Air bubbles can cause shadowing and should be removed prior to injection. Bicarbonate containing solutions are avoided because of CO 2 production, which will interfere with imaging. Apparent visual needle contact with nerve may not necessarily elicit muscle contractions; therefore, combined use of ultrasound and electrical nerve stimulator improves quality of block and success rate. However, this has not been shown to confer any advantages. 
A number of clinical studies have been done to examine block characteristics with ultrasound guidance at different anatomical locations, and found improved block characteristics with decreased onset time and improved quality of block. The required dose of local anesthetic was also reduced. Complications like neurological damage and vessel puncture were avoided. There are reports suggesting that ultrasound improves the success of axillary, brachial, and femoral nerve blocks. Other nerve blocks, such as that of the sciatic nerve, which traditionally has not been easy to locate, may be a focus of increased interest if they could be seen directly.
| Central Neuraxial Block|| |
Spinal anesthesia can be challenging in patients of poorly palpable surface landmarks and in age-related changes of lumbar spine. The elderly and obese patients have shown to contribute technical difficulties due to poor quality surface landmarks and reduced ability to flex the lumbar spine. Ultrasound imaging has been shown to be superior to clinical palpation as a method of identifying lumbar intervertebral level. Ultrasound guidance for neuraxial anesthesia is limited by the presence of bony structures like laminae, spinous processes, and transverse processes, which do not allow the ultrasonic beam to pass through. The lumbar spine should be imaged using a curved-array 2-5 MHz in two views, longitudinal parasagittal and transverse midline. The intervertebral levels were identified by counting upward from the sacrum. The locations of the interlaminar spaces were identified by visualizing the ligamentum flavum-dura mater complex and the posterior aspect of the vertebral body. The needle insertion point for a midline approach and depth of structures can be determined from ultrasound examination, thus facilitating successful central neuraxial blockade.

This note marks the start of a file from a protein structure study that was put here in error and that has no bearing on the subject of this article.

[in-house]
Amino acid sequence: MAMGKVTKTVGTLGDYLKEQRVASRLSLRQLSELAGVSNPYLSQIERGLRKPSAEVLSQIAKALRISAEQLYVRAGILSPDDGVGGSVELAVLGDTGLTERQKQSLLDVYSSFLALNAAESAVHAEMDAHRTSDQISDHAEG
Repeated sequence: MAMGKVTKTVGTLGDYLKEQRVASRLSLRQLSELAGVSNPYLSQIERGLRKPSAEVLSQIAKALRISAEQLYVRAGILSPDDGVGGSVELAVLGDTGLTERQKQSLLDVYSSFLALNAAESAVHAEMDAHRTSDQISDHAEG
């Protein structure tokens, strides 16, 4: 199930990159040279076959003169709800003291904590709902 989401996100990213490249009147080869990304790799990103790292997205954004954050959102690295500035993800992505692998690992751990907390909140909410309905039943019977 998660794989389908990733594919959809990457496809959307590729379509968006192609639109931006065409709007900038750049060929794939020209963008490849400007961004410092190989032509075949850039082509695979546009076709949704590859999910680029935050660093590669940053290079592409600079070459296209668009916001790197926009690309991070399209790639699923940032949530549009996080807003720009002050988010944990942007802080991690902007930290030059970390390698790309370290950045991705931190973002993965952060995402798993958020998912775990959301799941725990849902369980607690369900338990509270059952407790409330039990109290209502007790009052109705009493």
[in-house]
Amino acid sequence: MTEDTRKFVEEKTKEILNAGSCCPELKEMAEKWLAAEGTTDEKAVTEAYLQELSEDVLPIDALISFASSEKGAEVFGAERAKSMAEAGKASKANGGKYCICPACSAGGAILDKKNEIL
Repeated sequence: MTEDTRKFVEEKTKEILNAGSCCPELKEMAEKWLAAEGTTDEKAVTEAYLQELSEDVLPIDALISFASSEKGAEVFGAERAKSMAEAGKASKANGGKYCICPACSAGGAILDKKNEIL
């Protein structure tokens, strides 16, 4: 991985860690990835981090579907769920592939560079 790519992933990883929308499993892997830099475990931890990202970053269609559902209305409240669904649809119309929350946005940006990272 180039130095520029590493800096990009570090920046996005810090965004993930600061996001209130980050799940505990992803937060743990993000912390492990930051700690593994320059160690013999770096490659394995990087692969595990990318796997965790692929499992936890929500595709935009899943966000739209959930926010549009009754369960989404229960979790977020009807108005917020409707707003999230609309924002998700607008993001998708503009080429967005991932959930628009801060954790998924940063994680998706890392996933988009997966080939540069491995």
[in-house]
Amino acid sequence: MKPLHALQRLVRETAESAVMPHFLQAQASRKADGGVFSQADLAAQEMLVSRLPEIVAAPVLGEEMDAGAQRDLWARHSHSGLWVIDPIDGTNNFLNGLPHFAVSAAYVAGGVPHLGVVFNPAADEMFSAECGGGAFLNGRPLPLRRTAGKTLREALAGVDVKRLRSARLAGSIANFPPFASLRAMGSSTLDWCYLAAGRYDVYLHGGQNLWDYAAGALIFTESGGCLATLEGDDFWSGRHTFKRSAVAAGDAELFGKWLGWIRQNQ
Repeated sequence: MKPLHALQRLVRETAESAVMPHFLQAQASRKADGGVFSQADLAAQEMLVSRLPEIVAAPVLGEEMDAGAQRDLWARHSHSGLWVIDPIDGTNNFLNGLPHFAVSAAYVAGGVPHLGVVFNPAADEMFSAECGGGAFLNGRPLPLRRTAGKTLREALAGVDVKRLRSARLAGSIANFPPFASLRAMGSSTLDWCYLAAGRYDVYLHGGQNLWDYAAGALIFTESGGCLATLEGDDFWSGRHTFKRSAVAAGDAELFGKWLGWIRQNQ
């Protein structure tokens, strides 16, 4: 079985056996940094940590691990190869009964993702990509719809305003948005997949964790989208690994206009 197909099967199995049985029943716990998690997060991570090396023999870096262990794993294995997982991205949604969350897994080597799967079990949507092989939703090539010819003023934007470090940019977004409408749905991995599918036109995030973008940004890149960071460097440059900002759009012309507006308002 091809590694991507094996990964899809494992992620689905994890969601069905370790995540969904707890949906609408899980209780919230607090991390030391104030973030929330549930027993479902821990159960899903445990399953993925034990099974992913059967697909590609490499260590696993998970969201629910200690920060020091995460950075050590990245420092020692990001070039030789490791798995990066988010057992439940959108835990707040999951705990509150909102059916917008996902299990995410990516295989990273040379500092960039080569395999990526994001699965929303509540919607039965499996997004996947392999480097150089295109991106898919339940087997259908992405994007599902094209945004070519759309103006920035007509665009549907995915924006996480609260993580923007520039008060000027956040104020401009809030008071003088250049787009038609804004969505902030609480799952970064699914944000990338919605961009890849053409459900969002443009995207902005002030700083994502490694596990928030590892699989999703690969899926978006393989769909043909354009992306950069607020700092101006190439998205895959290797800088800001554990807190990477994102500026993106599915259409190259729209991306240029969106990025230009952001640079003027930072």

Ultrasound for lumber epidurals should be used along with loss of resistance techniques to guide needle orientation and to give an idea of the depth of ligamentum flavum. Studies have shown good correlation between ultrasonographically measured data on the depth of the lumbar epidural space and direct measurement at the time of lumbar puncture. A preprocedural ultrasound scan of lumbar spine has been shown to be beneficial in guiding lumbar epidural catheter insertion Also, the depth of the epidural space in adults needs imaging with low-frequency probes, which gives poor resolution. In such anatomical areas, imaging of muscle-fascial planes or muscle-tendon bone interfaces, rather than nerve itself, may be used to guide needle placement. Ultrasound guidance is associated with significant reduction of the puncture attempts, with more precise application of the catheter to improve analgesia quality with patient satisfaction.  Ultrasound visibility is higher in the paramedian as compared with the median plane and should be used to determine the least rotated vertebral body for epidural catheter insertion in spinal scoliosis.  Newer application of ultrasound is to visualize the cerebrospinal fluid leak in cases of postdural puncture headache and to apply autologous blood epidural patch.